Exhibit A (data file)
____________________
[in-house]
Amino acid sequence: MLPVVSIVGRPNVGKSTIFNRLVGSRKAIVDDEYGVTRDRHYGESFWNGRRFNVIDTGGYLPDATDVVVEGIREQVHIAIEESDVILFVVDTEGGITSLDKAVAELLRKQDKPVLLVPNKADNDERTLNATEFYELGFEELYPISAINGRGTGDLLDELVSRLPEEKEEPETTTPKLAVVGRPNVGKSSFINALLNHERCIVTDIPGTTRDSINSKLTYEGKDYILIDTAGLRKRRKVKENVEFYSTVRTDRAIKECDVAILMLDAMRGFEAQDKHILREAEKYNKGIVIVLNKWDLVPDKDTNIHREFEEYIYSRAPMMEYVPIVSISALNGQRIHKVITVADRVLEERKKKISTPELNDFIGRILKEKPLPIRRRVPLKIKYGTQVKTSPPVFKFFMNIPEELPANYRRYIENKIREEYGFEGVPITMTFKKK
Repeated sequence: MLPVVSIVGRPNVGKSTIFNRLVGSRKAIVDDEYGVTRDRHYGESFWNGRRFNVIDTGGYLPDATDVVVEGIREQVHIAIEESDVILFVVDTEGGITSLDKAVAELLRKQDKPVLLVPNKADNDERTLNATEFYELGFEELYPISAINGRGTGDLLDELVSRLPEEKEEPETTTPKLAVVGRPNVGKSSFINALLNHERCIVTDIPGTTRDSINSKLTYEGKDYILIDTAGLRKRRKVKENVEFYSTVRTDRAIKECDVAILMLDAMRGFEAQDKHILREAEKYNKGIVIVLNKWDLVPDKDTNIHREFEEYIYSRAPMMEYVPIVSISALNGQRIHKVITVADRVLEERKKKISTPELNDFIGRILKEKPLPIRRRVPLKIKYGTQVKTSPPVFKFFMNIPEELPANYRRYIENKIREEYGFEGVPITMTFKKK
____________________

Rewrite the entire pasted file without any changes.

[in-house]
Amino acid sequence: MLPVVSIVGRPNVGKSTIFNRLVGSRKAIVDDEYGVTRDRHYGESFWNGRRFNVIDTGGYLPDATDVVVEGIREQVHIAIEESDVILFVVDTEGGITSLDKAVAELLRKQDKPVLLVPNKADNDERTLNATEFYELGFEELYPISAINGRGTGDLLDELVSRLPEEKEEPETTTPKLAVVGRPNVGKSSFINALLNHERCIVTDIPGTTRDSINSKLTYEGKDYILIDTAGLRKRRKVKENVEFYSTVRTDRAIKECDVAILMLDAMRGFEAQDKHILREAEKYNKGIVIVLNKWDLVPDKDTNIHREFEEYIYSRAPMMEYVPIVSISALNGQRIHKVITVADRVLEERKKKISTPELNDFIGRILKEKPLPIRRRVPLKIKYGTQVKTSPPVFKFFMNIPEELPANYRRYIENKIREEYGFEGVPITMTFKKK
Repeated sequence: MLPVVSIVGRPNVGKSTIFNRLVGSRKAIVDDEYGVTRDRHYGESFWNGRRFNVIDTGGYLPDATDVVVEGIREQVHIAIEESDVILFVVDTEGGITSLDKAVAELLRKQDKPVLLVPNKADNDERTLNATEFYELGFEELYPISAINGRGTGDLLDELVSRLPEEKEEPETTTPKLAVVGRPNVGKSSFINALLNHERCIVTDIPGTTRDSINSKLTYEGKDYILIDTAGLRKRRKVKENVEFYSTVRTDRAIKECDVAILMLDAMRGFEAQDKHILREAEKYNKGIVIVLNKWDLVPDKDTNIHREFEEYIYSRAPMMEYVPIVSISALNGQRIHKVITVADRVLEERKKKISTPELNDFIGRILKEKPLPIRRRVPLKIKYGTQVKTSPPVFKFFMNIPEELPANYRRYIENKIREEYGFEGVPITMTFKKK